Months after being routed from the southern Philippine city of Marawi, jihadists are waging a fresh and deadly bid to set up a Southeast Asian caliphate in the same region, the military warned Friday.
The gunmen have mustered a force of about 200 and fought a series of skirmishes with the security forces this year after government forces retook Marawi last October, Colonel Romeo Brawner told AFP.
"They have not abandoned their objective to create a caliphate in Southeast Asia," said Brawner, a senior commander for a military task force that has since been protecting Marawi.
"Mindanao is the most fertile ground," he said, referring to the Philippine's southern region. "Our countrymen are more vulnerable (to recruitment)."
Struggling with widespread poverty and armed Muslim insurgencies seeking independence or self-rule, Mindanao must improve poor supervision of Islamic schools or madrasas where most young gunmen are recruited, he added.
He said the armed forces were retooling to meet the challenge of the Maute group, which occupied Marawi over five months and has pledged allegiance to Islamic State group.
Gunmen who escaped during the early days of the US-backed operation to recapture Marawi are leading the recruitment effort, flush with cash, guns and jewellery looted from the city's banks and private homes, Brawner said.
The recruits are mostly locals, but an unspecified number of Indonesians, some with bomb-making skills, have recently arrived there, he said.
- 'Ready for another Marawi' -
Mindanao military officials said Maute gunmen murdered three traders in the town of Piagapo, near Marawi, in November.
The military killed three jihadists in Pantar, another neighbouring town, on February 8, while police last month arrested three suspects over the Piagapo merchant killings.
The military also reported skirmishes with Maute gunmen in the towns of Masiu and Pagayawan near Marawi last month.
The renewed fighting came after Philippine President Rodrigo Duterte and other political leaders in the Mindanao region warned of a potential repeat of the siege of Marawi which claimed more than 1,100 lives.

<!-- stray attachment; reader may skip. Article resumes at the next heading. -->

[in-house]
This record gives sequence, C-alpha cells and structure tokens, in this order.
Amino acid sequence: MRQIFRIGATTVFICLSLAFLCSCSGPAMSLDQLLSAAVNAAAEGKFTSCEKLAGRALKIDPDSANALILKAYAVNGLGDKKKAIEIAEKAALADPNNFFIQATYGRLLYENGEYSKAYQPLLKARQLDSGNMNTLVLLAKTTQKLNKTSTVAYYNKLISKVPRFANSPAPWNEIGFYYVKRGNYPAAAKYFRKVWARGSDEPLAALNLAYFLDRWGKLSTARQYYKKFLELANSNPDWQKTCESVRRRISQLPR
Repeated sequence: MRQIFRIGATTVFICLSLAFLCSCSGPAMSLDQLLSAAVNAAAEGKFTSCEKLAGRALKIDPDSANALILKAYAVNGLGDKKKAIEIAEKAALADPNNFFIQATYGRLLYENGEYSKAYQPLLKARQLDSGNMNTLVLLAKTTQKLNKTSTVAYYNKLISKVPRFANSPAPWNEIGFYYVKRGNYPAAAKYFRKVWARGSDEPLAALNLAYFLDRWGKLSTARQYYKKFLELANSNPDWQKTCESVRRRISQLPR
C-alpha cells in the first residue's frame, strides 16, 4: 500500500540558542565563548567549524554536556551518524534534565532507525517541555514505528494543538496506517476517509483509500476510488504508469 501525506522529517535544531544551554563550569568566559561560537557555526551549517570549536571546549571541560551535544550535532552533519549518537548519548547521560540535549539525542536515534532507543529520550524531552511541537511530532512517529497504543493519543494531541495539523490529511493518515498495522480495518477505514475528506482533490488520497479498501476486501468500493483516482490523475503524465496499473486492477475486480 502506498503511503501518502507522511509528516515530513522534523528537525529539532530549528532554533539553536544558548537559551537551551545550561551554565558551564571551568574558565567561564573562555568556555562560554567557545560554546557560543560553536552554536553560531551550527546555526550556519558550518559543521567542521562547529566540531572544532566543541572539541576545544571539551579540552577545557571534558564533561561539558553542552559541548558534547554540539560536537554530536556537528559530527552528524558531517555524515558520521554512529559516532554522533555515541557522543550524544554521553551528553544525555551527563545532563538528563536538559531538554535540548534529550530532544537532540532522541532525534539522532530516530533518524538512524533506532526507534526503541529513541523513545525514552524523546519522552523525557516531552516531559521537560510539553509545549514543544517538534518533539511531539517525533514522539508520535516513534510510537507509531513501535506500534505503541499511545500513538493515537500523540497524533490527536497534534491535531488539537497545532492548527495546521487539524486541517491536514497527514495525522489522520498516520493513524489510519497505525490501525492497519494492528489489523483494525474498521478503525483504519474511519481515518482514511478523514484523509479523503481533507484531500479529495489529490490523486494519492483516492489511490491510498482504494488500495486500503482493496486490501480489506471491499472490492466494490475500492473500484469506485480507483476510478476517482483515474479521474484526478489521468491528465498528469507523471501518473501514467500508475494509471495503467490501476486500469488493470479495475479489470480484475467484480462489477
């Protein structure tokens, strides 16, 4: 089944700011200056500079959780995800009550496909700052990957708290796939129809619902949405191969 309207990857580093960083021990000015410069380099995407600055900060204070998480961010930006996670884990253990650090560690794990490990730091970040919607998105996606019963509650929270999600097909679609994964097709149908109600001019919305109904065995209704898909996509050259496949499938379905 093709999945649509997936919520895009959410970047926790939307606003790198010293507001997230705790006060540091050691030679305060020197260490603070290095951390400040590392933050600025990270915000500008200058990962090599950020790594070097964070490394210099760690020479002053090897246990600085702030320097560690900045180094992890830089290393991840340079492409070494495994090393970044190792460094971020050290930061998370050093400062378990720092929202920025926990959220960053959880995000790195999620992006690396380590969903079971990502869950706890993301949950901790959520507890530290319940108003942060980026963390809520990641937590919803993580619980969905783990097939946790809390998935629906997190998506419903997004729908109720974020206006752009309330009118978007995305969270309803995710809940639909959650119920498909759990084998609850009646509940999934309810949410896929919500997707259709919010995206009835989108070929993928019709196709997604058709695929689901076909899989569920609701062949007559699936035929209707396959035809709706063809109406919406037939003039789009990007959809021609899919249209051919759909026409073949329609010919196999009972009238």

Duterte has imposed martial law over Mindanao until the end of the year in an effort to curb the militants' activities.
Ebrahim Murad, head of the Philippines' main Muslim rebel group the Moro Islamic Liberation Front, which signed a peace treaty with Manila in 2014, also warned Tuesday that jihadists were recruiting and could seize another city.
Murad said the 10,000-member MILF was battling pro-IS groups for influence in schools as the jihadists worked to infiltrate madrasas and secular universities.
At the same time IS gunmen were making their way into the southern Philippines from Malaysia and Indonesia, he added, but gave no estimates.
Speaking separately to reporters Friday, Brawner said the rebuilt Maute forces currently "do not as yet have the capability to launch another attack like what they did in Marawi", though he added this could change.
The siege of Marawi forced the Philippine military, more used to low-intensity jungle warfare against guerrillas, to reorganise and to rewrite their doctrines, with a new emphasis on urban warfare training, he said.
"So (on) the side of the armed forces we are ready for another Marawi siege, whether it happens in Marawi or elsewhere," Brawner said.